MACHESNEY PARK- Alicia Lynch was on her lunch break when she received a call from Maple Elementary School. Her 4th grade son, who has autistic behaviors, was removed from class for behavioral issues.
Lynch rushed to the school, but when she got there her son wasn't in the principal's office.
"They opened up the door and the principal was standing there with her arms folded glaring. And I walked in, into this small blue padded room and my son was in the corner crying and freaking out," explained Maple Elementary School Parent Lynch.
It’s called an intervention room and is used to deescalate a student's behavior in a safe environment. Using the room is part of an individual education plan or IEP for students with special needs.
"Some of the plans have behavior modification plans and this would be part of that behavior modification plan," said Harlem School District 122 Superintendent Julie Morris.
But Lynch says it’s not part of her son's plan. In fact she says she had no idea the room even existed.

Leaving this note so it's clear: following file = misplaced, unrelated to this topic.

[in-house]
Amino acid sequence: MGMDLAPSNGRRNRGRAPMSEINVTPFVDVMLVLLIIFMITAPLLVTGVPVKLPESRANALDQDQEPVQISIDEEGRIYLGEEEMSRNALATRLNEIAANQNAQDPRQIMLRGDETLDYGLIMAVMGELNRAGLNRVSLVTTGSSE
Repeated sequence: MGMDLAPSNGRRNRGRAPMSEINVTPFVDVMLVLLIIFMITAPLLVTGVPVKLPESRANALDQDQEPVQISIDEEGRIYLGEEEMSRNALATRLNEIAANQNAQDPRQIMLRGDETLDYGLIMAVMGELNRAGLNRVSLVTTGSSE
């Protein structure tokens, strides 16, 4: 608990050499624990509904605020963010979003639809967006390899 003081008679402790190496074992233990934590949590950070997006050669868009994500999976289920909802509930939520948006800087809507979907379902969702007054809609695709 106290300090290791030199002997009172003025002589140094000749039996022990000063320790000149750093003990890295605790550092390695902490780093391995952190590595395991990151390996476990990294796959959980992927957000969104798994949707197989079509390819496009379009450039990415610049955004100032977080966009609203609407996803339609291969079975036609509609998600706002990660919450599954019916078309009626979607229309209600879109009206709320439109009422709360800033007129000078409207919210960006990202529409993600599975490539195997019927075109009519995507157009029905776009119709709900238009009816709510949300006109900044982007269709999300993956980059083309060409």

"My son has an IEP. There’s no behavioral plan in there because he's never had a behavioral problem at school before where he couldn't be redirected," said Lynch.
Morris says intervention rooms are used infrequently and when they are she says Illinois state laws and school codes are followed.
"If a child is really escalating and we're afraid they're going to hurt themselves this room may be used, but again that's usually the parent is informed," said Morris.
Lynch says she wasn't informed about the intervention room saying the district took several days to even answer her questions.
The Illinois State Board of Education has many requirements for these intervention rooms including that the child is not left alone. The supervising adult must stand within two feet of the room.
Copyright 2013 Nexstar Broadcasting, Inc. All rights reserved. This material may not be published, broadcast, rewritten, or redistributed.